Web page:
Letter: Reactions to request for assistance felt disrespectful


With all the notice that the “old boy’s clubs” are getting and struggles that women are having for being appreciated and respected for their strengths right now, you would think that some of them are taking notice and changing their policies.

If you assume this about the Oak Harbor American Legion, you are sadly mistaken.

I am a disabled veteran who was recently diagnosed with a very serious and rare illness that is both chronic and progressive. I also happen to be a female who served 14 years in the Navy. Before getting this diagnosis and receiving my initial treatment, I bought a home. It needs serious work, including things like ramps leading up to the front door.

I was going to the thrift store and saw the Legion with its big flag and entry that felt welcoming: like coming home to the quarterdeck. Instead of getting to ask permission to come aboard though, I was expected to pay to even enter.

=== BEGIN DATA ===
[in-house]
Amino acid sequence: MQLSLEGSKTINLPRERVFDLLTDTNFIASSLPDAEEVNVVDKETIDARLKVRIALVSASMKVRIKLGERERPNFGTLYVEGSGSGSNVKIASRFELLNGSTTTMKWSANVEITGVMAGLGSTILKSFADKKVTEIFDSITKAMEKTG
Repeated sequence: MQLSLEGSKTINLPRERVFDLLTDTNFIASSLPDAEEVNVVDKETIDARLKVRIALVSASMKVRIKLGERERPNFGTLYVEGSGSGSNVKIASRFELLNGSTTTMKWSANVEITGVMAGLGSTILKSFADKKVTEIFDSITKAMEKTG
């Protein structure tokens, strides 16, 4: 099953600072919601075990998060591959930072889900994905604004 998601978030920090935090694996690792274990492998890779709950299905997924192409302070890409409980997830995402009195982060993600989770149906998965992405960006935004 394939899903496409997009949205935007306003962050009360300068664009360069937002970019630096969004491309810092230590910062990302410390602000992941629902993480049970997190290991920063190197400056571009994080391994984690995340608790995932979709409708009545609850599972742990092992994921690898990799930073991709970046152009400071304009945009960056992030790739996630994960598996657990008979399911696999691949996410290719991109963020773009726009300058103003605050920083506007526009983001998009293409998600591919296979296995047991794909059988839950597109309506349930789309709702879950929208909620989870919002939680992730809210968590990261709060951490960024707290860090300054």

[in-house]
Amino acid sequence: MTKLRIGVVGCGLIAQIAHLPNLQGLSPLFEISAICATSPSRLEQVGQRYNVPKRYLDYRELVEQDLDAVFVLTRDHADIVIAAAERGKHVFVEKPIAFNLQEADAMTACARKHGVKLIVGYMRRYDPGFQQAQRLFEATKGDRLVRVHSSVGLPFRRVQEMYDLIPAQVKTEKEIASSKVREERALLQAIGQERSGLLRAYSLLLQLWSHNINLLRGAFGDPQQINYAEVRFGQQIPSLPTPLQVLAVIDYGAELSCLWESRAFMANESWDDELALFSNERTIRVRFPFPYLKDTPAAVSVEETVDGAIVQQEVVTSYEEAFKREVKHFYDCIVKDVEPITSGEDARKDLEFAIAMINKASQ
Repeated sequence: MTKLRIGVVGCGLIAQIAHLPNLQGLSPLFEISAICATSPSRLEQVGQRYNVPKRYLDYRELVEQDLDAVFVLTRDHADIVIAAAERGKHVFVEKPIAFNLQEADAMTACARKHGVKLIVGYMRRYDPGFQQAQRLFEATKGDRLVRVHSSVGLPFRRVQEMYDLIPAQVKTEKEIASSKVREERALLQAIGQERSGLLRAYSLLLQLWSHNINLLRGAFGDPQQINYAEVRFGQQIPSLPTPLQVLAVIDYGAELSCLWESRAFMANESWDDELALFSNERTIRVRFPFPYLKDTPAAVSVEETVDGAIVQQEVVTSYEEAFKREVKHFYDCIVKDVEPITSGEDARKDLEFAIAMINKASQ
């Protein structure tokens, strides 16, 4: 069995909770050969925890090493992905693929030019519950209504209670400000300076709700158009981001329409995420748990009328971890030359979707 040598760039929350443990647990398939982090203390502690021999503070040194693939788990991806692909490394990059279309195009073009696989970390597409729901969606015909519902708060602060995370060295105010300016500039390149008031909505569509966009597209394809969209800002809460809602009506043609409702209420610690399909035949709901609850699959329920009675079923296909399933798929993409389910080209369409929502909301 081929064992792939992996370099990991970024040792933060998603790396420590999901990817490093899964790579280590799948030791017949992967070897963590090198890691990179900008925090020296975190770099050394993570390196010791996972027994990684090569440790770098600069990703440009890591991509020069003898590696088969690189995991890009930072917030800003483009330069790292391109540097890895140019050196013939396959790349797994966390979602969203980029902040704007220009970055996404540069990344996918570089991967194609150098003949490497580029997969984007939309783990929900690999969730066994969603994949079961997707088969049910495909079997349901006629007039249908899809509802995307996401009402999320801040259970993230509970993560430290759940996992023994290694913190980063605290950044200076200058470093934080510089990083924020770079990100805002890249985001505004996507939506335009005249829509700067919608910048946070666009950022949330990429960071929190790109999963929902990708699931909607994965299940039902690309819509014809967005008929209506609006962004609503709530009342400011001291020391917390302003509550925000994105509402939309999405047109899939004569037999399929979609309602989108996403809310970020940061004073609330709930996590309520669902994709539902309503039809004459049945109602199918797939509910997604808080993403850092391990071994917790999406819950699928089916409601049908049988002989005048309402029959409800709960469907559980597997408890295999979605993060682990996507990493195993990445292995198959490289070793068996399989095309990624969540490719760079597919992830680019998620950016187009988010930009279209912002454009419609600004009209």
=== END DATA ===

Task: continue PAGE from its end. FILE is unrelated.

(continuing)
I walked through the door and was met by an older man who greeted me awkwardly. I told him that I was looking for help and he said that I could speak with the Veterans Service Officer, who was behind the bar.

When I approached the bar, all conversation stopped. I told the man behind the bar and everyone else there — which was humiliating — that I was looking for help.

I looked around pleadingly and asked if one of them was the VSO. Finally, the man behind the counter spoke up and said that it would be $45.

I said, “You are going to charge me $45 to speak to a VSO?”

He said, “no, you have to pay $45 to join the Legion in order to be in here.” Someone might just as well spit in my face.

He then discretely pulled me to the side and told me that the Lion’s Club may be able to help me. So, in addition to being humiliated, I was told that I would receive more help outside of my veteran’s safety net.

I got some weird looks from people as I left. I was so angry that I was gasping for breath and balling my eyes out while I was trying to struggle my way back to the thrift store on my walker.

So, advice to the readers, “Know the rules of an organization before you try to walk through their door. Especially if you are a female veteran walking into an “old boys’ club.”

Jacqueline Wilson

Oak Harbor

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